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07/17/2005

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Palooka

The state's involvement in marriage is, I believe, explained by two societal concerns. One, the protection of unequal gender spouses. Second, the promotion and strengthening of "marriage" as the institution of preference for the rearing of children.

Though history has brought us to a point where conventional and gay marriage have converged (gays can have and raise children through adoption or artificial insemination, and the women's rights movement has eliminated some, though not all, of the need to protect women from their spouses), I believe there remain valid reasons for the state to treat traditional marriage preferentially, and to remain involved in the institution.

Though some gays would certainly have and raise children in their marriage, I do not think it is in dispute that they would do so at a much lower rate than heterosexuals. While the state does not withhold benefits or recognition of marriage from marriages without children, if a marriage lasts long enough it usually (almost always) does. The same cannot be said of gay couples. Thus, the principal reason for the state's involvement in marriage, that of the rearing of children, is not served efficiently by conferring benefits to all gay couples.

Further, as Becker touches on, the homosexual marriage may be an inferior substitute for heterosexual marriage. It may even be superior for all I know, but that is an open question, a question which is best resolved through adhering to tradition and caution, rather than plodding forward despite those unanswered questions.

The state, then, can choose to withhold marriage either because it thinks insufficient gays would have and raise children, its primary concern, or because it thinks gay marriage is inferior to traditional marriage. Both of these rationales seem to be unassailable from an honest application of the "rational basis" test.

The second primary concern of the state in marriage is the protection of unequal gender spouses. The state's regulation of marriage was designed in many ways to protect women from easy abandonment, as well as to protect children from the results of that dissolution. The role of caregiver exposes--and continues to do so to more women than men--one to economic hardships. Though the rise of no fault divorce signals a change in this attitude, I do not think many dispute that the state's involvement in marriage acts as an equalizing factor (marriage as a partnership, even if the economic power is asymetrical).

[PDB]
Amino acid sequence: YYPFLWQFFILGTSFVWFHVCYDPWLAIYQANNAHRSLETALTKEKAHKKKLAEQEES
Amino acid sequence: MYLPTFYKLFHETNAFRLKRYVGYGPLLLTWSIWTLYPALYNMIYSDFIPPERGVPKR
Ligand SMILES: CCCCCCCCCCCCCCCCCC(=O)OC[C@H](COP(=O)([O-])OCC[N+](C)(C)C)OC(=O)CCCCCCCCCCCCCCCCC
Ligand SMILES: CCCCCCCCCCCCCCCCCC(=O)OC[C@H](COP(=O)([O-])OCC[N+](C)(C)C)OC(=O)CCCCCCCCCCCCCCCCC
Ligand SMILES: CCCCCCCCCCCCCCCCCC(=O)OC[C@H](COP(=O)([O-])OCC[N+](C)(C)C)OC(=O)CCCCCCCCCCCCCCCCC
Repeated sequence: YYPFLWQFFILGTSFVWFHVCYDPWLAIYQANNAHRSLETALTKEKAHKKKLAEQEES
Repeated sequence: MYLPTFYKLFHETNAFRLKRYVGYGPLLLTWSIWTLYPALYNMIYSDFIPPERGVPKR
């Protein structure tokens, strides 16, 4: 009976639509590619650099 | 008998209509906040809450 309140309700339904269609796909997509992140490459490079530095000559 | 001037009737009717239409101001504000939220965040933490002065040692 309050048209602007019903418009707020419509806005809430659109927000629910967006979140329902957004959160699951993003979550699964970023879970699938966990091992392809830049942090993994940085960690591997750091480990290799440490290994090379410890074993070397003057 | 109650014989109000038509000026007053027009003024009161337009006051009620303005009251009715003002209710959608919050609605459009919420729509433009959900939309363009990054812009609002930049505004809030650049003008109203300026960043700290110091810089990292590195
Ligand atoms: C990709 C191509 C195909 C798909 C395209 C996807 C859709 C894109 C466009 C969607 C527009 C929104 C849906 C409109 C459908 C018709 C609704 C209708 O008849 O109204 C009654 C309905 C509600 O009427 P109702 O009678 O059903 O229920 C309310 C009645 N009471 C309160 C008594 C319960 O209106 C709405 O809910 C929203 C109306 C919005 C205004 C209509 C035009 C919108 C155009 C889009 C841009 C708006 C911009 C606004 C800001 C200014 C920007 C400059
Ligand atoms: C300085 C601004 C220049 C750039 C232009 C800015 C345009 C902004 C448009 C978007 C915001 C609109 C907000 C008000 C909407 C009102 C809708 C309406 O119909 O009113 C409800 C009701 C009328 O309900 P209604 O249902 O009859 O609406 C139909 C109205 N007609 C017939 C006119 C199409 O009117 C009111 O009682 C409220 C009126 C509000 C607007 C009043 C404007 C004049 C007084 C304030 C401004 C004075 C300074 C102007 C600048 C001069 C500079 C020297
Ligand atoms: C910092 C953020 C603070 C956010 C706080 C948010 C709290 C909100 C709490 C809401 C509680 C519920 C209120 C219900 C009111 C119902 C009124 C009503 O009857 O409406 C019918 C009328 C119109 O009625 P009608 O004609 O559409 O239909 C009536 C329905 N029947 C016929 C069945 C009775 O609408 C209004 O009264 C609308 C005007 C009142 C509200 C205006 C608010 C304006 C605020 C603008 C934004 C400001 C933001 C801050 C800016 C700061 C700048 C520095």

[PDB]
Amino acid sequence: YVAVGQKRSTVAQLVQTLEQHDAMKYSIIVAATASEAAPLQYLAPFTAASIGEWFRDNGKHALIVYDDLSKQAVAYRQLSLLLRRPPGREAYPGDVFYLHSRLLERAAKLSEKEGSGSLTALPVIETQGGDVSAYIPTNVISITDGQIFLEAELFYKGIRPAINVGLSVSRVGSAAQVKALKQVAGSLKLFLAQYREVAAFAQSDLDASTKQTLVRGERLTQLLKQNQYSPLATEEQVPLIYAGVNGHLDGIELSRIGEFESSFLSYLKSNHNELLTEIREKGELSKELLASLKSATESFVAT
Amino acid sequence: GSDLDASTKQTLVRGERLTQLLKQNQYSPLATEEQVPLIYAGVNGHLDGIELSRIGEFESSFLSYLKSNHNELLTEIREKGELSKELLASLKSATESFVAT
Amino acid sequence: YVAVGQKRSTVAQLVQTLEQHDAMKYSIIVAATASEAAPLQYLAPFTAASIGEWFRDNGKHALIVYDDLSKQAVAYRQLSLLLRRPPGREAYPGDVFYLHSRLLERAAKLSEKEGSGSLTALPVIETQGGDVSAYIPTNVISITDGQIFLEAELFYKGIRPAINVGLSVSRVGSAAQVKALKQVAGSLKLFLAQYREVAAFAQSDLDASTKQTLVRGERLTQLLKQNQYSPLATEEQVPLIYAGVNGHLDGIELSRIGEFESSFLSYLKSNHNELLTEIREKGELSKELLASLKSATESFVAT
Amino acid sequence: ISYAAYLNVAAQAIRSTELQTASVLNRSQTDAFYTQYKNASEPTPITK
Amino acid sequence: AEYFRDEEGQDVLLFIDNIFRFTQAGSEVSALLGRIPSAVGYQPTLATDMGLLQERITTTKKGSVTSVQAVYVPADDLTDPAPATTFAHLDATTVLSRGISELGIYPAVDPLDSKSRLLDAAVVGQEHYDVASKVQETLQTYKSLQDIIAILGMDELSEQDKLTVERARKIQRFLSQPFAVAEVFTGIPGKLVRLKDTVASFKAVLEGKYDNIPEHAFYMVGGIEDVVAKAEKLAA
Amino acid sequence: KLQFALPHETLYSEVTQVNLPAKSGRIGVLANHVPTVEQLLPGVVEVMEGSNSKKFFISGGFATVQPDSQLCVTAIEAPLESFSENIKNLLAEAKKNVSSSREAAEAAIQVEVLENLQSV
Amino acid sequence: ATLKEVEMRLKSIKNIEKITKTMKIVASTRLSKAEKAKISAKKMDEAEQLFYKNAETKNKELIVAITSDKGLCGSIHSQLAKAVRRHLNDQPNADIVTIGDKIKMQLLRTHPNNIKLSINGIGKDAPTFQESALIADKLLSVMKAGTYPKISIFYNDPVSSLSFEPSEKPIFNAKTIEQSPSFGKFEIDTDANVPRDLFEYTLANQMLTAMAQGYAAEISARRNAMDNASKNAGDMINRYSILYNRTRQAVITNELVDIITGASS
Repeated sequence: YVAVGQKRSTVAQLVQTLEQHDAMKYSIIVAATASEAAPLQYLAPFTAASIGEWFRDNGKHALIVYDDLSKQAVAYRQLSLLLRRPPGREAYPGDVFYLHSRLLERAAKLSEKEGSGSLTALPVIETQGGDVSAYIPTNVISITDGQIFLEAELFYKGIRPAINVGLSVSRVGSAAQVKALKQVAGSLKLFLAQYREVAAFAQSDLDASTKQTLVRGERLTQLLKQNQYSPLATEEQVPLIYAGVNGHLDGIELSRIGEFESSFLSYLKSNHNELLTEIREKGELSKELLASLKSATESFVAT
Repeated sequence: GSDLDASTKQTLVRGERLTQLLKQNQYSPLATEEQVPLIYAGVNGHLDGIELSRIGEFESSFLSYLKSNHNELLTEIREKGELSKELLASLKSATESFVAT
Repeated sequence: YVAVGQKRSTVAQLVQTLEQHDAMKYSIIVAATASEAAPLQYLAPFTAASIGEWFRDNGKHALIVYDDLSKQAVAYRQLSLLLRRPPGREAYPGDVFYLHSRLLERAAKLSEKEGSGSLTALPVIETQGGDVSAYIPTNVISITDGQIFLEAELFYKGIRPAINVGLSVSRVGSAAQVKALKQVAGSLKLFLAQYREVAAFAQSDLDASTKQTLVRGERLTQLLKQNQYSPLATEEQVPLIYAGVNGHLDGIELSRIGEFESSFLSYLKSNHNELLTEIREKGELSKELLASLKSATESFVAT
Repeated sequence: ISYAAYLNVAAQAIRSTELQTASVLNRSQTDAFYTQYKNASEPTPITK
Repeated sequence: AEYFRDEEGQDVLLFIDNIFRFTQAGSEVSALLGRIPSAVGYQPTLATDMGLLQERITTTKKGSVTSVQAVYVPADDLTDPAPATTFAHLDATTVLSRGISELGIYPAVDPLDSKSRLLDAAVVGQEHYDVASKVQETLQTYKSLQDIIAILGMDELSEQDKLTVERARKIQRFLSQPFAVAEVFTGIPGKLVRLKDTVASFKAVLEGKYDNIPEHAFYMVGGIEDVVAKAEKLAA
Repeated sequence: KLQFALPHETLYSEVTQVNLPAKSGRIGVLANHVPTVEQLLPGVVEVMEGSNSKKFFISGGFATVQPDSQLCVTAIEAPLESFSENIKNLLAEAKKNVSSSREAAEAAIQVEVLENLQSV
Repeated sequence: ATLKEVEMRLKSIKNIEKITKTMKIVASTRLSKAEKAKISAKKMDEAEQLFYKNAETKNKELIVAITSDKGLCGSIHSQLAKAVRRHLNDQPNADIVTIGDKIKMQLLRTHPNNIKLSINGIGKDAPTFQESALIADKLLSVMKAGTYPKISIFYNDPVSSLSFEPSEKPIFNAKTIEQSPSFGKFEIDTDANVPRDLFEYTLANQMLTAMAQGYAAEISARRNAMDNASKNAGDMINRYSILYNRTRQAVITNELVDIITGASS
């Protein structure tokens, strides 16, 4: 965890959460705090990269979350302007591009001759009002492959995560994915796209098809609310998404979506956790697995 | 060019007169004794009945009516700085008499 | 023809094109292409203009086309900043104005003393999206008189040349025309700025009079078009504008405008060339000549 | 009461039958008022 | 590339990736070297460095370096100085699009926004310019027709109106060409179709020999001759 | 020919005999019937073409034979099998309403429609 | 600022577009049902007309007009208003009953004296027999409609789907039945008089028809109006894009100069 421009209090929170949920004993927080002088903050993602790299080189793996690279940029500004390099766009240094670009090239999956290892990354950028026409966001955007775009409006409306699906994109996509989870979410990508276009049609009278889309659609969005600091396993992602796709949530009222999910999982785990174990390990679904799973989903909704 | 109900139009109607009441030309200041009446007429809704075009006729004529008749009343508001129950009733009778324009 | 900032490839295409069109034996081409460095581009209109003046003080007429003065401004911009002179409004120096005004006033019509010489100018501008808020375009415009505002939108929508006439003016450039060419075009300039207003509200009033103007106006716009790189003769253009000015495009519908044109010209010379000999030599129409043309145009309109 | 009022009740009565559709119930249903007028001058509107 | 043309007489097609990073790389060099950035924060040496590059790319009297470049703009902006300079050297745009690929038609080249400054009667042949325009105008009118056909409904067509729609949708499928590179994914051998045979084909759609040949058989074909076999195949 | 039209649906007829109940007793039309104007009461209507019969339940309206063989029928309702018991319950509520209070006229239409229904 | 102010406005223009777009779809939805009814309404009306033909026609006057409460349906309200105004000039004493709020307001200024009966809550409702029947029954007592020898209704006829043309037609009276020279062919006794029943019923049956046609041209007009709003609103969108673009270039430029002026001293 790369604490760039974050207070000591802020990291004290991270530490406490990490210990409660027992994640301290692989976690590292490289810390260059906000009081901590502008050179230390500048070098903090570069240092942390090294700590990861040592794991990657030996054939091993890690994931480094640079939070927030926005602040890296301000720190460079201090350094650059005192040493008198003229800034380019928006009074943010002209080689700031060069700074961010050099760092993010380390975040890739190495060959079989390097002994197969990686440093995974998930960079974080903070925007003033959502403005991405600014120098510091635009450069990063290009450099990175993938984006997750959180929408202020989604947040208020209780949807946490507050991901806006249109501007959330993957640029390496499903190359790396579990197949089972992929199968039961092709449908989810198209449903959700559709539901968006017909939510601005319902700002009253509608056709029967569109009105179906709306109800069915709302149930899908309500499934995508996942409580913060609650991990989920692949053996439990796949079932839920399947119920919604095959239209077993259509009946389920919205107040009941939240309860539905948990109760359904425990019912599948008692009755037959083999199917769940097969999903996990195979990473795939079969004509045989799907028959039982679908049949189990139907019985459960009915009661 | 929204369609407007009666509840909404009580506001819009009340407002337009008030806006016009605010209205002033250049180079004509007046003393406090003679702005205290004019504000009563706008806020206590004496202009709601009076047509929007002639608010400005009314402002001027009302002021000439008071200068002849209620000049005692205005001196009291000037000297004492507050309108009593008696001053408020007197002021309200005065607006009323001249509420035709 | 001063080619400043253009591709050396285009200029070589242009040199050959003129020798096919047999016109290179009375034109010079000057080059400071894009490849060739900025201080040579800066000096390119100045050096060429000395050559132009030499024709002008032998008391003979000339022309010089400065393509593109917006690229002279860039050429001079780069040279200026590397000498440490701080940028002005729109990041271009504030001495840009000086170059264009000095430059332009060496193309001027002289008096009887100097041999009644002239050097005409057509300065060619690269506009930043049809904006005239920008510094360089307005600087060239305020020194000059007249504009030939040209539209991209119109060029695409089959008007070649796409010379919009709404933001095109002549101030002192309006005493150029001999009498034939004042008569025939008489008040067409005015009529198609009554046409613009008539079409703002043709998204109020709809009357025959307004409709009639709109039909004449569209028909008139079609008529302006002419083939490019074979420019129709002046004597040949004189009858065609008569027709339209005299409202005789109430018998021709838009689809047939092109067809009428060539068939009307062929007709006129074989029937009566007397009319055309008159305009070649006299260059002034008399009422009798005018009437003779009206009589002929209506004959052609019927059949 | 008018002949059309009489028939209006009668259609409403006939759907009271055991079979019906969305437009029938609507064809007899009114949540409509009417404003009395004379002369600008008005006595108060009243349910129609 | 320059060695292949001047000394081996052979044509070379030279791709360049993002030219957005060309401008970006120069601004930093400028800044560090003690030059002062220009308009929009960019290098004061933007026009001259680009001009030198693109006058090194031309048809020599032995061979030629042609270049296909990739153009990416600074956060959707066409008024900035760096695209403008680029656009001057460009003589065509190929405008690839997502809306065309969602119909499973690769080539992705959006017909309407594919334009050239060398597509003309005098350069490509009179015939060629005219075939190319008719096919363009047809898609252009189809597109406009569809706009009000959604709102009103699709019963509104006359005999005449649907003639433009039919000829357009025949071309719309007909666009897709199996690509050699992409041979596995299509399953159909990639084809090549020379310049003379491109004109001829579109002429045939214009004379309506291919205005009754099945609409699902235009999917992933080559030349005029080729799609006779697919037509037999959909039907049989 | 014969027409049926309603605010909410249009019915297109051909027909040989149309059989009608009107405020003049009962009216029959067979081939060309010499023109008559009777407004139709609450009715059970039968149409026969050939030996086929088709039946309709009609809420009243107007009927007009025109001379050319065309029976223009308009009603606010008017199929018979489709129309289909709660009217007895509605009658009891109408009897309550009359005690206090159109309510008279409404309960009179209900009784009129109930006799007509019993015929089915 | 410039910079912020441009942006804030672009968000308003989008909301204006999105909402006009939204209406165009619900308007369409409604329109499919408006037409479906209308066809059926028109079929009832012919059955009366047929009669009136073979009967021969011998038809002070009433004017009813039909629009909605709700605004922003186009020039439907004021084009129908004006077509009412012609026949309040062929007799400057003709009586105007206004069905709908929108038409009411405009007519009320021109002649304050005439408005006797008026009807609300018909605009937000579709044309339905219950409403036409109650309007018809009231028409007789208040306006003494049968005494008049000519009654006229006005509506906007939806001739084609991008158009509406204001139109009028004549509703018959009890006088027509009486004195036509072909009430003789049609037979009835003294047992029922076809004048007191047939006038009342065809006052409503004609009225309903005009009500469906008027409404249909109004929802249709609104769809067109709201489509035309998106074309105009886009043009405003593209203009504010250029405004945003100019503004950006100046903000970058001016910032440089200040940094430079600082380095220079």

Of course because homosexual marriages are marriages where both partners are of the same sex this concern does not present itself. However, there may be some need to protect the primary caregiver (if there is one), regardless of the sex, for some of the same reasons. Still, this interest is much reduced, especially considering the likely number of gay marriages producing children.

Corey

First off, I would like to assert that I am a strong supporter of gay marriege who is not gay or closely related to someone who is. I feel as if I have a personal stake in the issue based on (among other things) my deep moral belief in promoting equality.

I was in Boston when legal gay marriages began, and I honestly felt overjoyed as if a great victory had been won for civil rights and fairness. It was a happy day. I do NOT agree with the statement that supporters are less passionate or personally invested in the issue than opponents. Nor do I think this is an issue that only affects gays positively. Everyone benefits from promoting equal treatment under the law, and the law becomes simpler to administer and understand.